“How would you feel if a man used and dumped your sister? Most Nigerians treat South African women with less respect than their fellow countrywomen. There are some things an average Nigerian man would do to a South African girl that he would not do to Nigerian girls.”She added, “truth be told, the majority of Nigerians here, their mission is clear: to make as money as they can and go back home build mansions and buy expensive cars, so, for that, they would do anything.”Said Dlamini Mlangeni, a resident of Mpumalanga, “if the laws were strict on these issues we would not be in this situation.”He accused Nigerians of committing crimes from clubs, shops and streets, and even open churches, where they sell drugs in the name of God.

How Nigerian Consulate has pitted Nigerians against themselves
SPEAKING with The Guardian, Austine Okeke, an attorney, who specialises in South African and Nigerian laws, traced the history of killings in the Rainbow Nation in the early parts of 1997. According to Okeke, who once served as the chairman of the Association of Nigerians in South Africa, “a vibrant Nigerian, popularly known as Ncha South, was brutally murdered in front of his liquor store located in Johannesburg. This was few months after Lawrence Ifoh, an engineer, was allegedly shot point blank by a police officer known as Eke Simon, at the Statesman apartment in Berea, Johannesburg.”

He said, “this was one of the early strikes by an in-house enemy who knew so much about the late Ifoh’s business deals. It then became a trend for some unscrupulous Nigerians to either kidnap their fellow countrymen for ransom or send their police friends to rob fellow Nigerians of their goods and money.”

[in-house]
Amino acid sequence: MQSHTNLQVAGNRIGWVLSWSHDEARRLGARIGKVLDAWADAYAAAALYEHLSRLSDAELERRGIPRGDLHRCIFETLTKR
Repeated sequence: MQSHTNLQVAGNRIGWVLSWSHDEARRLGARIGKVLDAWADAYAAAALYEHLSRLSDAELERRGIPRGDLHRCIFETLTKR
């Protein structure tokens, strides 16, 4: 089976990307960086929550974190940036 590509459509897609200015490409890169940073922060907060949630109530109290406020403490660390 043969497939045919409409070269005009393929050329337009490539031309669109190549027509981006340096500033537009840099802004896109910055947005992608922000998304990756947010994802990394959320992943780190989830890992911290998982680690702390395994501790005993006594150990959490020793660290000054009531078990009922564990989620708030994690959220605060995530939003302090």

Okeke added, “we came out in defence of our people. And the South African law enforcement agencies joined forces with us.“At some point, we had four dead Nigerians in the state mortuary waiting to be sent back home to their bereaved families, so that they may find closure.”He revealed, “most Nigerians couldn’t open a banking account, because of the nature of the asylum permit issued to them by the South African authorities. As a result, many of them kept their money in their flats or hid them in their so-called storerooms. They then became easy targets for ruthless robbers.”

The Nigerian community literally became automated teller machine (ATM) where the police came to draw money anytime they liked and as much as they wanted.The kidnappers got the hint that Ncha South was about to purchase the Parklane Hotel; a lovely hotel and apartment building in the heart of Johannesburg, housing one of the well-known night clubs in the city at the time called ‘the pub with no name’ and they went after him. The Nigerian community in South Africa did not receive the news of his death well.

Here was a young businessman whose life was cut short prematurely because of greed. “We had to send him to Nigeria for his bereaved family to bury him,” he said.His wealth was pillaged and dissipated by the boys in his employ and by his supposedly close friends and business associates. They practically robbed a dead man of his acquired assets.

The Nigerian community had had enough of the terror and the siege by fellow Nigerians acting in concert with their partners in crime.“We applied our minds and sought counsel from the South African law enforcement agencies. We literally dragged the reluctant Nigerian Consulate into the fray. It was typical of our government to ignore its own people whose primary business it is to protect, no matter where they reside.